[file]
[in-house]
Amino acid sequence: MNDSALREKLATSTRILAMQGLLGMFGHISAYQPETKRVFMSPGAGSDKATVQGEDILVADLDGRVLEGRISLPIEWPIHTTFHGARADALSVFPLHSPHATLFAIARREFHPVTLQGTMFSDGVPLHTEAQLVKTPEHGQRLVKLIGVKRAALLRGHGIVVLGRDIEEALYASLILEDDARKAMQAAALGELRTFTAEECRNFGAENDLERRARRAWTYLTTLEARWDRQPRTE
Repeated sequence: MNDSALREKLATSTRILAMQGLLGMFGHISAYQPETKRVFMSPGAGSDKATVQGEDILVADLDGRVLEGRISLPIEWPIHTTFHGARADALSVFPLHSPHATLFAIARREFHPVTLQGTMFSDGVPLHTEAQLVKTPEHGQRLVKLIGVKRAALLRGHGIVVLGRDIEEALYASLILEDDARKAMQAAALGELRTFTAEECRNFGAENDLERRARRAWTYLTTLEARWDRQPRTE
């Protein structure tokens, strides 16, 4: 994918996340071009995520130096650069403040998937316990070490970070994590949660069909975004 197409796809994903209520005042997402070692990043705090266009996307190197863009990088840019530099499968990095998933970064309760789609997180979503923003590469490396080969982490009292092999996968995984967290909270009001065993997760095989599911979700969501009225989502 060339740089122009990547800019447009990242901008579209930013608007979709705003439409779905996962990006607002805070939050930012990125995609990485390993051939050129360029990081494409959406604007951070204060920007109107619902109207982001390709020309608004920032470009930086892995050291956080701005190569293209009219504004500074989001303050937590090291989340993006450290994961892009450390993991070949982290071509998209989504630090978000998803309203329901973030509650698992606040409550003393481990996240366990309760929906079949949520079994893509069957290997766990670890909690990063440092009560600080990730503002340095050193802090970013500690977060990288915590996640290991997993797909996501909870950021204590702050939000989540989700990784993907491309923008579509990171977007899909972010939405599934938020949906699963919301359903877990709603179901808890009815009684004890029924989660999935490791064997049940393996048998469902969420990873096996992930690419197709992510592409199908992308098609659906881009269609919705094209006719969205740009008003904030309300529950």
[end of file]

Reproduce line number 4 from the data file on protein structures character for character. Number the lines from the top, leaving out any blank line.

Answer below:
């Protein structure tokens, strides 16, 4: 994918996340071009995520130096650069403040998937316990070490970070994590949660069909975004 197409796809994903209520005042997402070692990043705090266009996307190197863009990088840019530099499968990095998933970064309760789609997180979503923003590469490396080969982490009292092999996968995984967290909270009001065993997760095989599911979700969501009225989502 060339740089122009990547800019447009990242901008579209930013608007979709705003439409779905996962990006607002805070939050930012990125995609990485390993051939050129360029990081494409959406604007951070204060920007109107619902109207982001390709020309608004920032470009930086892995050291956080701005190569293209009219504004500074989001303050937590090291989340993006450290994961892009450390993991070949982290071509998209989504630090978000998803309203329901973030509650698992606040409550003393481990996240366990309760929906079949949520079994893509069957290997766990670890909690990063440092009560600080990730503002340095050193802090970013500690977060990288915590996640290991997993797909996501909870950021204590702050939000989540989700990784993907491309923008579509990171977007899909972010939405599934938020949906699963919301359903877990709603179901808890009815009684004890029924989660999935490791064997049940393996048998469902969420990873096996992930690419197709992510592409199908992308098609659906881009269609919705094209006719969205740009008003904030309300529950």